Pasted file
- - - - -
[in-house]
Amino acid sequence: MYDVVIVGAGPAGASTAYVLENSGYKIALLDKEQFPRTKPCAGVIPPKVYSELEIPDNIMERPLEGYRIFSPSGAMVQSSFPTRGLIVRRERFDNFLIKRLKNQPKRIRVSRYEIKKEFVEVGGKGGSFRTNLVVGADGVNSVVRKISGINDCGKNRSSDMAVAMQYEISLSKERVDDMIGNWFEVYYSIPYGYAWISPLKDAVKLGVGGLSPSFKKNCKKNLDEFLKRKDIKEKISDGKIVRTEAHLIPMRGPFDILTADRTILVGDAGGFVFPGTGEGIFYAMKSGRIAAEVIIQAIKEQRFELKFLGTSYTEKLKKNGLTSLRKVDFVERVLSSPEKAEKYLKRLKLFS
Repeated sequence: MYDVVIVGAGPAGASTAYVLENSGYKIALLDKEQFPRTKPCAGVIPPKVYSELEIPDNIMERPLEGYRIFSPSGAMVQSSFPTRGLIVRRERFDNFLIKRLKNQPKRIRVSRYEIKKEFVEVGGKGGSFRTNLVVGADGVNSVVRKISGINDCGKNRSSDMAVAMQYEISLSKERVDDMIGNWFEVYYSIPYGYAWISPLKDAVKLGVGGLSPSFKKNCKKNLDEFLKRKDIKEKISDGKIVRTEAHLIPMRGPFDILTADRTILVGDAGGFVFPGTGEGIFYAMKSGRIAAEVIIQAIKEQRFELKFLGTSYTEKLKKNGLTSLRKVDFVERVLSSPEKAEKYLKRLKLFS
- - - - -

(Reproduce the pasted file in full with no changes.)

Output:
[in-house]
Amino acid sequence: MYDVVIVGAGPAGASTAYVLENSGYKIALLDKEQFPRTKPCAGVIPPKVYSELEIPDNIMERPLEGYRIFSPSGAMVQSSFPTRGLIVRRERFDNFLIKRLKNQPKRIRVSRYEIKKEFVEVGGKGGSFRTNLVVGADGVNSVVRKISGINDCGKNRSSDMAVAMQYEISLSKERVDDMIGNWFEVYYSIPYGYAWISPLKDAVKLGVGGLSPSFKKNCKKNLDEFLKRKDIKEKISDGKIVRTEAHLIPMRGPFDILTADRTILVGDAGGFVFPGTGEGIFYAMKSGRIAAEVIIQAIKEQRFELKFLGTSYTEKLKKNGLTSLRKVDFVERVLSSPEKAEKYLKRLKLFS
Repeated sequence: MYDVVIVGAGPAGASTAYVLENSGYKIALLDKEQFPRTKPCAGVIPPKVYSELEIPDNIMERPLEGYRIFSPSGAMVQSSFPTRGLIVRRERFDNFLIKRLKNQPKRIRVSRYEIKKEFVEVGGKGGSFRTNLVVGADGVNSVVRKISGINDCGKNRSSDMAVAMQYEISLSKERVDDMIGNWFEVYYSIPYGYAWISPLKDAVKLGVGGLSPSFKKNCKKNLDEFLKRKDIKEKISDGKIVRTEAHLIPMRGPFDILTADRTILVGDAGGFVFPGTGEGIFYAMKSGRIAAEVIIQAIKEQRFELKFLGTSYTEKLKKNGLTSLRKVDFVERVLSSPEKAEKYLKRLKLFS